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Joint Turkish-Russian patrols will commence later this week as Kurdish forces continue leaving the 20-mile ‘safe zone’ along Syria’s border with Turkey, President Recep Tayyip Erdogan said.
The joint patrols “start on Friday,” Erdogan said in a speech to lawmakers on Wednesday, referring to the deal he struck with Russian leader Vladimir Putin last week.
The purpose of the patrols is to maintain security within ‘safe zone’ along the Turkish-Syrian border. The Russian Defense Ministry previously said that the Kurdish forces, who Ankara considers to be terrorists, have left the area through a specially-organized ‘safety corridor.’ They have been replaced by Syrian government troops and Russian military police.
Erdogan said he received confirmation from Moscow that Kurdish paramilitaries had withdrawn from the border but, according to Turkish intelligence, in some instances that wasn’t the case. He warned that the Turkish Army will continue its push against the Kurds if they fail to retreat as promised or attack Turkish soldiers.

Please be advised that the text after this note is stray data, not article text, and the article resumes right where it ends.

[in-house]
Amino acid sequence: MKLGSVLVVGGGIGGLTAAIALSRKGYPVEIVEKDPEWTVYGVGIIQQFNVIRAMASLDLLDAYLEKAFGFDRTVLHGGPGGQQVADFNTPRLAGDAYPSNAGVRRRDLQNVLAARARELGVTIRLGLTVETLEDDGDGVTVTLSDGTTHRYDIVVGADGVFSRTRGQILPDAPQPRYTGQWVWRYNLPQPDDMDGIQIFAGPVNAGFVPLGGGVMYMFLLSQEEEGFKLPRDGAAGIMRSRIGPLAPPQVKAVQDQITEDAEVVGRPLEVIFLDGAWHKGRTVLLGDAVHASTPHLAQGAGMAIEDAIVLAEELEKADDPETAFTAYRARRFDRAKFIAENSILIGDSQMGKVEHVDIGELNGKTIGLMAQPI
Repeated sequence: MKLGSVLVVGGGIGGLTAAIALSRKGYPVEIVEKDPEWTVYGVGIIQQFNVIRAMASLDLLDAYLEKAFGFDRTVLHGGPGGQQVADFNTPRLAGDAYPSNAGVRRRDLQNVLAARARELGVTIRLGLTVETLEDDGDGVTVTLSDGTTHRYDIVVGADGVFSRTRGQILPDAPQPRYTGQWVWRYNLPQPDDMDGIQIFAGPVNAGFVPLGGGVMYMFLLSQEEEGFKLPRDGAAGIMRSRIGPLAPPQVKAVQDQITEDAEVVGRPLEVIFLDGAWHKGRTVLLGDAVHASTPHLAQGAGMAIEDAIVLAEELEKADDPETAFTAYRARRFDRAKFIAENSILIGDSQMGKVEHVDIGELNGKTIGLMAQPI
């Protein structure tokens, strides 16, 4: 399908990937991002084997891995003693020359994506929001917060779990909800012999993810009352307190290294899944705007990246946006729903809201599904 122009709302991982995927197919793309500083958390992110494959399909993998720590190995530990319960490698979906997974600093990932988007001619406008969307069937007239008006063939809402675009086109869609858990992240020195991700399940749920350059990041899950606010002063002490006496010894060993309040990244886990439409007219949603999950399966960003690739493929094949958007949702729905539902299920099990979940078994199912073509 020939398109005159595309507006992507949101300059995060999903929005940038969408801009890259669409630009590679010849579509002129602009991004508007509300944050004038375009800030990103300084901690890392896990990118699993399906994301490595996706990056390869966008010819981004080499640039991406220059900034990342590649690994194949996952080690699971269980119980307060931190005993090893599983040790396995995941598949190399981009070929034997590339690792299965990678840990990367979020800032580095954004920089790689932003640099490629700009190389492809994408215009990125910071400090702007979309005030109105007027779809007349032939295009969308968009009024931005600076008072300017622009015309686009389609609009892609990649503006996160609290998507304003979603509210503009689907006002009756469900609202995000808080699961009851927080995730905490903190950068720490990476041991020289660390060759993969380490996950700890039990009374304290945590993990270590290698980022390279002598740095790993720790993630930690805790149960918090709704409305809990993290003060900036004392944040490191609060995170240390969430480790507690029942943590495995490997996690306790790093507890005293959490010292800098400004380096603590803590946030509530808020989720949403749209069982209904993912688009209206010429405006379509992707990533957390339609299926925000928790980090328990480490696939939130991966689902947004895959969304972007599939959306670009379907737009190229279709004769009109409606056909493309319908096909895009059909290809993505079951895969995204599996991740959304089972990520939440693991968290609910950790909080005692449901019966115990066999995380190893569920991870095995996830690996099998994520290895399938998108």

We will give a drastic response to any attack coming from outside of safe zone and we will expand our safe zone area if needed.
Ankara launched an offensive, dubbed Operation Peace Spring, targeting the Kurdish forces earlier this month. The advance was halted after the US agreed to facilitate the Kurdish withdrawal, and later a similar deal was reached with Russia.
US troops, which have been allied with the Kurds in their fight against Islamic State (IS, formerly ISIS), began hastily leaving the area shortly before the Turkish invasion. They pulled out of the major cities of Raqqa and Manbij, and the Syrian Army along with Russian military policemen replaced them.
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